Copy What Works

A new instructor led our water aerobics class at the local pool yesterday. Unfortunately, every choice she made showed her lack of experience. 

She led us in doing the same exercise for minutes (boring). She had us work on our legs without exercising our arms (inefficient). She spoke too softly to get our attention over the music, and she had side conversations that kept us repeating the same movements while we waited for her to finish.

I wish the new teacher had observed the class of an excellent instructor, Peter, who always pushes us to have a good workout and a good time. If she had copied only half of what he does and how he does it, her class would have been effective. And people would not have been talking in the locker room about going to other pools.

The same is true of writing: If you are new to business writing–or to writing a particular type of document–copy what works.

Don't flounder the way the new aerobics teacher did. If you are assigned a new writing task, ask your supervisor for an example of what he or she expects. Get good examples of proposals, meeting minutes, announcements, and performance appraisals–whatever kinds of business writing are new to you. 

With a model proposal, you will recognize how to focus on the client's needs. With samples of good meeting minutes, you will know how much to record. Model announcements will help you include all the necessary information, and examples of performance appraisals will help you identify the appropriate professional tone.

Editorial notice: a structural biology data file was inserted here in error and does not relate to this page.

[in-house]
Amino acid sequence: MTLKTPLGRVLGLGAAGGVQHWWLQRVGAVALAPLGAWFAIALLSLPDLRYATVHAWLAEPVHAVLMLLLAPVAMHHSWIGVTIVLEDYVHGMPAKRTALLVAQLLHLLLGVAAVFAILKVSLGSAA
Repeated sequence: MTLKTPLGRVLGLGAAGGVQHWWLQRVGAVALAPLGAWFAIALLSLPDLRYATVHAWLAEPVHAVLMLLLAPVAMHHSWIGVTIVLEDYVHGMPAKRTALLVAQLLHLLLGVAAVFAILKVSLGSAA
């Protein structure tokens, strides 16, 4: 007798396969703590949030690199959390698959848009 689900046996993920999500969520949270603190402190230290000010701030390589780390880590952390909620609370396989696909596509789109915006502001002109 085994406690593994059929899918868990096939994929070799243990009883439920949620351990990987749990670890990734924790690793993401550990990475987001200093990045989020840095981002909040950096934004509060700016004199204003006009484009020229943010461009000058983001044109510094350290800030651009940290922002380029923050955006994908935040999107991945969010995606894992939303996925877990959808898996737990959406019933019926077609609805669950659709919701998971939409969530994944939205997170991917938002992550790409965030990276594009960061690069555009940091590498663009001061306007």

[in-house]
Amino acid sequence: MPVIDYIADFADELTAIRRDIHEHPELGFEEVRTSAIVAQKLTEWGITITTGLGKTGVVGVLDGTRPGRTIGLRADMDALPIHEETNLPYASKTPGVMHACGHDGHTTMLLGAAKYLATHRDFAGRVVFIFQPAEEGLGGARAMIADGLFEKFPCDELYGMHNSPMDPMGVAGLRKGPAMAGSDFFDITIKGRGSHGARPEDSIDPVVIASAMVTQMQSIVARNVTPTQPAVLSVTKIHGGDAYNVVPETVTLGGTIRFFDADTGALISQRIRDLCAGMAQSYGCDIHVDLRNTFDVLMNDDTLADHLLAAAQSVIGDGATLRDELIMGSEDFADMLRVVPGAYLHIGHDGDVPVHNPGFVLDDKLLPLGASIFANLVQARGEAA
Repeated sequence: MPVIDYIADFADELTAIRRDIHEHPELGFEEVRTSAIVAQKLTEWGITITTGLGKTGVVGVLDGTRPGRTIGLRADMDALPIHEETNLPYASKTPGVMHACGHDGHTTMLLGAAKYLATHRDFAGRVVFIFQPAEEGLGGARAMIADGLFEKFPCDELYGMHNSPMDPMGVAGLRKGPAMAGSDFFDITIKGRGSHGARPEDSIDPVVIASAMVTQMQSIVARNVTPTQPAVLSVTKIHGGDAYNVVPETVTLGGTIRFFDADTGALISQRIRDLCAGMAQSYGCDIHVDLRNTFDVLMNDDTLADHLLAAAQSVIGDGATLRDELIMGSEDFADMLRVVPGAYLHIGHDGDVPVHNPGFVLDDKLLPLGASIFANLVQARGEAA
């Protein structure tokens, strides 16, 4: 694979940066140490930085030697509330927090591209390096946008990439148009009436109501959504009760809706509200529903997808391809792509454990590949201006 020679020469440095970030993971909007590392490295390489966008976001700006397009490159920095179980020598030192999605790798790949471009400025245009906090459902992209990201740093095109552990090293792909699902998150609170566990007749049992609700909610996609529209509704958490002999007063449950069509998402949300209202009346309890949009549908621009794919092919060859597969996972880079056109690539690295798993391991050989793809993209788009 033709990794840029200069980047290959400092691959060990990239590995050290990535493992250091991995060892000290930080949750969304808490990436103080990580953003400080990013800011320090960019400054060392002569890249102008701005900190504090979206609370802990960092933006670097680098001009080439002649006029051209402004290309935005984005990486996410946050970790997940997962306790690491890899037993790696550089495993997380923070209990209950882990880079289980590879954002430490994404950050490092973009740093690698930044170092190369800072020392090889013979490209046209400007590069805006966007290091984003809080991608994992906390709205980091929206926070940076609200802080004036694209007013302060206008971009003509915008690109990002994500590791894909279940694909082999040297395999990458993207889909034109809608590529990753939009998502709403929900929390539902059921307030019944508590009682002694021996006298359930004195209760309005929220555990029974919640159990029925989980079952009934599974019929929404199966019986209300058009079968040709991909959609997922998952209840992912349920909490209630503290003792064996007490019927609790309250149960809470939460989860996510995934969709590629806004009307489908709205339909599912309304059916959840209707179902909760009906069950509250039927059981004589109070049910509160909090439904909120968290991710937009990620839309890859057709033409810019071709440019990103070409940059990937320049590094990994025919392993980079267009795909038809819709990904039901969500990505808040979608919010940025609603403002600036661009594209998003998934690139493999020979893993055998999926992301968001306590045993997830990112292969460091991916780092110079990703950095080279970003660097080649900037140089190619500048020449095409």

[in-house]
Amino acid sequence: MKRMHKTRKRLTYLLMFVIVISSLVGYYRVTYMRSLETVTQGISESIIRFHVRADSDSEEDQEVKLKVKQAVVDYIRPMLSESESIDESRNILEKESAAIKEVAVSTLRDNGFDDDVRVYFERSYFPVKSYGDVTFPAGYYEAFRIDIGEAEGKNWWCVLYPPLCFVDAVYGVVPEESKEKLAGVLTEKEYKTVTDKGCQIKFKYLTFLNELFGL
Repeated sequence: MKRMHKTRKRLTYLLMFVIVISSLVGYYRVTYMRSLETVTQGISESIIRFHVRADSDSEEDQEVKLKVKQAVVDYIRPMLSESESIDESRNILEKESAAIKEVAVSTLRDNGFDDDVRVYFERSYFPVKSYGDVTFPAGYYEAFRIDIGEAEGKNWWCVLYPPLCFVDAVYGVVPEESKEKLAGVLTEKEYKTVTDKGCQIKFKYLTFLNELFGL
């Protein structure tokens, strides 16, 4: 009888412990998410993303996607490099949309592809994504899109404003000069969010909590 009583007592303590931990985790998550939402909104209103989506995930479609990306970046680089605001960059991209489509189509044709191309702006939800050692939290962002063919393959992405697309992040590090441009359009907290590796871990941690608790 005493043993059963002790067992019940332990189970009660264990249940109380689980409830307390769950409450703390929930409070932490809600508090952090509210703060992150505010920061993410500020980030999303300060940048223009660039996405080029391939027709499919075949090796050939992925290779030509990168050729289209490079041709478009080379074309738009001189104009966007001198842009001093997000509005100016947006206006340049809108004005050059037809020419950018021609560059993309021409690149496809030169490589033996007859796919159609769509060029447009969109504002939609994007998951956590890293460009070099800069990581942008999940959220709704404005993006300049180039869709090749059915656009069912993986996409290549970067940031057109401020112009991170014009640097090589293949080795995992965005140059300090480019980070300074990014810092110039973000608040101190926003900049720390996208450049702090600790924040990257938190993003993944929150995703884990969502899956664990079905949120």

If you supervise writers, be sure to share excellent examples of the kinds of business writing you want. 

My book Business Writing With Heart: How to Build Great Work Relationships One Message at a Time includes more than 200 samples of effective messages. 

My guide Help Employees Write Better: A Guide for Managers, Trainers, and Others Who Care About Business Writing includes 60 ways to improve employee writing and solve writing problems. 

Our Better Business Writing class features 23 model documents such as responses to customer complaints, recommendations, and requests. 

Model your writing on the effective writing of others. Copy what works. 

Lynn
Syntax Training 

6 COMMENTS

  1. Great post. I love templates, examples, samples, models, guides, blueprints, scaffolding, etc.

    When I started writing business copy, I shrunk from them because I thought they’d stifle creativity, inhibit originality and muffle my “voice”. However, I learned the opposite was true.

    Templates, samples and models are catalysts. They open the gates though which the ideas and words flow.

  2. Hello Lynn,

    This can naturally make the difference between getting the response you want, and failing to get the result you’re hoping for.

    Using example letters as templates will help you to avoid falling into several traps, and can therefore affect the outcome you receive from your correspondence.

    I love it and this will make it easier to read, and will have a positive subconscious effect on the reader.

  3. Good templates are very useful. Unfortunately, templates available online often contain errors and odd style choices.

    I recommend asking for model documents on the job or getting examples from recognized experts.

    Lynn

  4. Rajaa, you might try this revision:

    Attached are the statistics by month.

    The word “synonym” means “word that has the same meaning.” It applies to only one word at a time. For an entire sentence, an accurate word would be “revision.”

    Lynn

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